Maraman Goes Hunting for Kombu

Maraman Rory MacPhee with Kombu

The search for seaweed

Maraman spends as much time as he can AWAY from Mara HQ. No offence, colleagues, but 'tis preferable to be under the lowering skies with seals barking in the near distance.

Searching for clean and fast-running tidal waters, Maraman looks intently at fronds of seaweed. If there is any discolouration or mottling, then likely as not the plant is in reproductive mode. Don't harvest; it's best to wait.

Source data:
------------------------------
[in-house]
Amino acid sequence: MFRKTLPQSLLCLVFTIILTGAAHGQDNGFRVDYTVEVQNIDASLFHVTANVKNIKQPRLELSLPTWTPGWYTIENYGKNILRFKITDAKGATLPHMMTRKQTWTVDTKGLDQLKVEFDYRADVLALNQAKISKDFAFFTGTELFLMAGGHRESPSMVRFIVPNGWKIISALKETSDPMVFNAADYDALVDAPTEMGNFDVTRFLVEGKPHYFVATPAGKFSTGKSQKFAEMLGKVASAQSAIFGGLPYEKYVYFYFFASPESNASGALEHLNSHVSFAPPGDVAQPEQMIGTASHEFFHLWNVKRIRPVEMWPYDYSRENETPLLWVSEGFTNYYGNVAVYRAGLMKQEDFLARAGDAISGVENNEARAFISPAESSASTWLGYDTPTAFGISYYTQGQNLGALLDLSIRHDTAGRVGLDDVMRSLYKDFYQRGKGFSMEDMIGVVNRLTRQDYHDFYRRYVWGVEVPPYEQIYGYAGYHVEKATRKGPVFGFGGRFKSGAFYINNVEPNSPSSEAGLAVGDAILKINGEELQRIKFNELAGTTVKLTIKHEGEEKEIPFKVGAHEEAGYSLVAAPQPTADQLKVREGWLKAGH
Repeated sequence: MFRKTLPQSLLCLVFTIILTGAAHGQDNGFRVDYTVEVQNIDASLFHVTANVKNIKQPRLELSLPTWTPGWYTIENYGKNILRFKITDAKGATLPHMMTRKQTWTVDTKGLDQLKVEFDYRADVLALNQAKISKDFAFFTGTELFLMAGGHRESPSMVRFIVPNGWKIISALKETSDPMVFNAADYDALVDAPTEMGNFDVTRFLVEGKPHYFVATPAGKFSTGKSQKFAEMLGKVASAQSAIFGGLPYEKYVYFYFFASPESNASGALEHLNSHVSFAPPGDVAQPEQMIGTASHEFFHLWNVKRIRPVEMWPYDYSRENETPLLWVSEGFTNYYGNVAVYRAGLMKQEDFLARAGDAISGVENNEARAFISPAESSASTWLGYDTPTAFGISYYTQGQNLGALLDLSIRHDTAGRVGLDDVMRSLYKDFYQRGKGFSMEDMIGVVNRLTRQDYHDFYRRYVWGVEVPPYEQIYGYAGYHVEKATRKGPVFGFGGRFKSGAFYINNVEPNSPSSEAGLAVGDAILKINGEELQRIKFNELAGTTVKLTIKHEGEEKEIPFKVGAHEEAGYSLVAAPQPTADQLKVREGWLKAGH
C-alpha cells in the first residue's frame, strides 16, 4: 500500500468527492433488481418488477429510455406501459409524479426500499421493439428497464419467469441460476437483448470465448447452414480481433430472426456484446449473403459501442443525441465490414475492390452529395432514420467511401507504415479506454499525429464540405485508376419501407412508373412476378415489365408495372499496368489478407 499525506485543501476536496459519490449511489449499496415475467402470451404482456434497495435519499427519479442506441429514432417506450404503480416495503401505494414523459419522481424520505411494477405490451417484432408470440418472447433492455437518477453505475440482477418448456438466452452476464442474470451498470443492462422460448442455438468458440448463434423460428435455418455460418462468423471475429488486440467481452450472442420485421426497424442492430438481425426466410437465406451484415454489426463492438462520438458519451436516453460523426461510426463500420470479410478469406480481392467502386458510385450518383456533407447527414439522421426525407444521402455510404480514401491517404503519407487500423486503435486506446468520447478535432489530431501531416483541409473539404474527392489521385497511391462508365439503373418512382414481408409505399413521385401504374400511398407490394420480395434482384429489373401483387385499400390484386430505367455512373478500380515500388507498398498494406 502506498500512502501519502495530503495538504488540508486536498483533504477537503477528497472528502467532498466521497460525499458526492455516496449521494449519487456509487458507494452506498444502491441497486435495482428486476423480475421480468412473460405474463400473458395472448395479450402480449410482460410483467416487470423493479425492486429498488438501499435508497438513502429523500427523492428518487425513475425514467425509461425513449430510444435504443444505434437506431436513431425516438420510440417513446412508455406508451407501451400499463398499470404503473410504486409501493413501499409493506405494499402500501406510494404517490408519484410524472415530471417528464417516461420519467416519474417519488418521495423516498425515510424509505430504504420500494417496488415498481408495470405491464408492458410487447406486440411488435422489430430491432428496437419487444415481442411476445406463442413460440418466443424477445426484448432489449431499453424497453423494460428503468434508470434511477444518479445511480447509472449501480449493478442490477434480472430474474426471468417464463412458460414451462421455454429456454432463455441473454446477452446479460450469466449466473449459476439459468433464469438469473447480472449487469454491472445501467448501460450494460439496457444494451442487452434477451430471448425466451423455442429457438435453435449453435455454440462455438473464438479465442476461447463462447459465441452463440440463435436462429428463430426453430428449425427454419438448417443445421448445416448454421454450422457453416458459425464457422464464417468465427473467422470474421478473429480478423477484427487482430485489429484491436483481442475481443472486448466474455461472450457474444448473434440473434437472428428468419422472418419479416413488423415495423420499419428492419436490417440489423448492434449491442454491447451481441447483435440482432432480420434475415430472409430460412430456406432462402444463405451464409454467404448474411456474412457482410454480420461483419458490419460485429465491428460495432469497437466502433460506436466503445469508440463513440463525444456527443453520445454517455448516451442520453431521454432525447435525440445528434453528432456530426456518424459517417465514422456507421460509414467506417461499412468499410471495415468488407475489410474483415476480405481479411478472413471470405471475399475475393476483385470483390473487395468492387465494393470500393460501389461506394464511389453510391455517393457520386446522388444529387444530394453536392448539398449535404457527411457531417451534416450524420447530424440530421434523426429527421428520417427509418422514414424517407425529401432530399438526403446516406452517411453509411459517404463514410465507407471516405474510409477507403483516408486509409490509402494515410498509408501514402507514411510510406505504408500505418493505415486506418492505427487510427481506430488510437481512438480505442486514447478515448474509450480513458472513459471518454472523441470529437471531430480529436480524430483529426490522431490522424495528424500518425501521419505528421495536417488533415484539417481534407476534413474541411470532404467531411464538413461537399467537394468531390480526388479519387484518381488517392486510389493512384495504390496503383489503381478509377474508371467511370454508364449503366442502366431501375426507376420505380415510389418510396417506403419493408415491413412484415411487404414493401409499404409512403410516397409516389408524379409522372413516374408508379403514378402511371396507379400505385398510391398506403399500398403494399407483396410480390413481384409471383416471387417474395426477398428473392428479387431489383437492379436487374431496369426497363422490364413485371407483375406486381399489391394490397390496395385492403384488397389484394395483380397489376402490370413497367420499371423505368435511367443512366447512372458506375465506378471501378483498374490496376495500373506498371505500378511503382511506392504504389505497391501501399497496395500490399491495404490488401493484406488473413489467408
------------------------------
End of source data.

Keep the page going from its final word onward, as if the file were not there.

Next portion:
Kombu comes into season

Now, in February, laminaria digitata is coming into season. This is sold in milled form as Mara Seaweed Kombu kelp.

Not to be confused with laminaria hyperborea (classified as a "non-food"), digitata is found weaving its way out of the water on the lowest tides. 

The hunter must be fast and sure-footed, with a coherent process of spot/cut/bag/load. Each scything cut takes half of the plant - the top half - which allows re-growth. Taking a sustainable approach towards this future food is central to Mara Seaweed's ethos.


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